Saigon Opera House

Saigon Opera House

If you have a chance to go to Ho Chi Minh City, you certainly can’t take your eyes off the elegant architecture of the Saigon Opera House. Located at the start of the famous Le Loi Avenue, the building still retails many lively evidences for the influence of French architecture in Vietnam.

At the turn of the 20th century, this magnificent building, designed by French architect Ferret Eugene, was built as a classical opera house with 800 seats to entertain French colonists. Anyone who has been to France can recognize many similarities between the Opera House and the Petit Palais. In fact, just like the Reunification Palace, the applied ornament, balustrades, cartouches, and roof were imported directly from France.

Constructed in early 1897 to an original design by award-winning French architect Eugène Ferret, this beautiful venue hosted performances by many international performing artists throughout the French colonial period. Closed during World War II, it was repaired and reopened when the French returned in 1946 but following their final withdrawal from the south under the Geneva Agreement of 1956 the Ngo Dinh Diem regime turned the venue into the headquarters of the Lower House, with the result that considerable changes were made to both the inside and outside structure of the building. After Reunification in 1975 the city authorities approved temporary repairs to the building, returning it to its original function as a theatre. In 1995, 100 years after the commencement of the initial building project, a comprehensive restoration project was approved by the Ho Chi Minh City People’s Committee with completion scheduled in time for the 300th Anniversary celebrations of the founding of Sai Gon in 1998. Many experienced historians and architects were invited to participate in the restoration project.

The theatre was renovated with new materials and equipped with state-of-the-art electric appliances, lighting and sound systems and fire and safety equipment. It is now equipped for a wide range of art forms, including singing, music, dance and traditional and modern theatre by both local and foreign artists. Many original architectural and decorative features have been incorporated, including a stone veranda, white stone statues at the entrance, colourful granite tiled floors, chandeliers, bronze statues in front of the stairs and richly-engraved auditorium arch and wall statues. Ho Chi Minh City Opera House is run by Saigon Concert, which has its offices at the rear of the building.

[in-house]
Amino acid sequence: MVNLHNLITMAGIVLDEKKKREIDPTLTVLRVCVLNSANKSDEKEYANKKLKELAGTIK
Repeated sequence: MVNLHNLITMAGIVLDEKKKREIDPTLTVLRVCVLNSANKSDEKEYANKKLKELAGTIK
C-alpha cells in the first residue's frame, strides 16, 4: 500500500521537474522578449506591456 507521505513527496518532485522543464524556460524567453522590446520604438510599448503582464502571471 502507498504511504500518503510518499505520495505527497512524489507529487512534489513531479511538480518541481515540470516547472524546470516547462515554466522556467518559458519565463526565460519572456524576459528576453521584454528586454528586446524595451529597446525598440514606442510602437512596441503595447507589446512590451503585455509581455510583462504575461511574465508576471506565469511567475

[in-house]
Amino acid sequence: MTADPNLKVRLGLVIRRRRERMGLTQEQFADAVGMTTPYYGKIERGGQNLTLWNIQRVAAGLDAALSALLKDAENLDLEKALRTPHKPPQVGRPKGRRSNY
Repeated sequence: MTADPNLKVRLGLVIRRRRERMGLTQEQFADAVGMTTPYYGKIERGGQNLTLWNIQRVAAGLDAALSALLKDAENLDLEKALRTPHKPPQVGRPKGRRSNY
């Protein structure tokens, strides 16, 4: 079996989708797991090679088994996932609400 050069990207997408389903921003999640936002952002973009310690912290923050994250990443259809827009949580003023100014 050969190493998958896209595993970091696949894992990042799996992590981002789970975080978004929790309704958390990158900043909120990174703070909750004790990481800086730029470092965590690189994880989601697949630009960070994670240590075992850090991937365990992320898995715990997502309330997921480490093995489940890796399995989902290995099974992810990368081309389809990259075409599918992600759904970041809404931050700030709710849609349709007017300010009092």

The style of this majestic building is influenced by flamboyant style of the French Third Republic. People can easily recognise similarities between the façade of this building and the Petit Palais, which was built in the same year in France. Inside, the house has a main seating floor plus two levels of seating above, and is capable of accommodating 1,800 people. All of applied ornament, balustrades, cartouches and roof were taken from France. Additionally, all the inscriptions, décor, and furnishings were drawn by a French artist and sent from his nation.

In order to celebrate the 300th birthday of Saigon, the municipal government invited some of famous architects and artists to restore the house in 1998. Today, renovated with new materials, the theatre is equipped with state-of-the-art electric appliances, lighting and sound systems, and safety equipment. Many original architectural and decorative features have been incorporated, including a stone veranda, white stone statues at the entrance, colourful granite tiled floors, chandeliers, bronze statues in front of the stairs and richly-engraved auditorium arch and wall statues. The Opera House is surrounded by new shopping plazas and posh hotels, which allow you to combine the trip to the Opera House with a shopping tour.

Nowadays, the Saigon Opera House, lyingcharmingly in the heart of the city’s District 1 area, becomes a theater for a variety of traditional and classical performances such as plays, concerts, ballet, opera, and Vietnamese traditional dance. Moreover, this house – the brightest building of Ho Chi Minh City – is also one of the exciting destinations which no one should miss when visiting this city.

If you would like to discover Saigon Opera House please go with us: Saigon sightseeing & local street food is trying to making lantern by yourself and you will have unforgettable memories. Don’t miss it!

Leave a Reply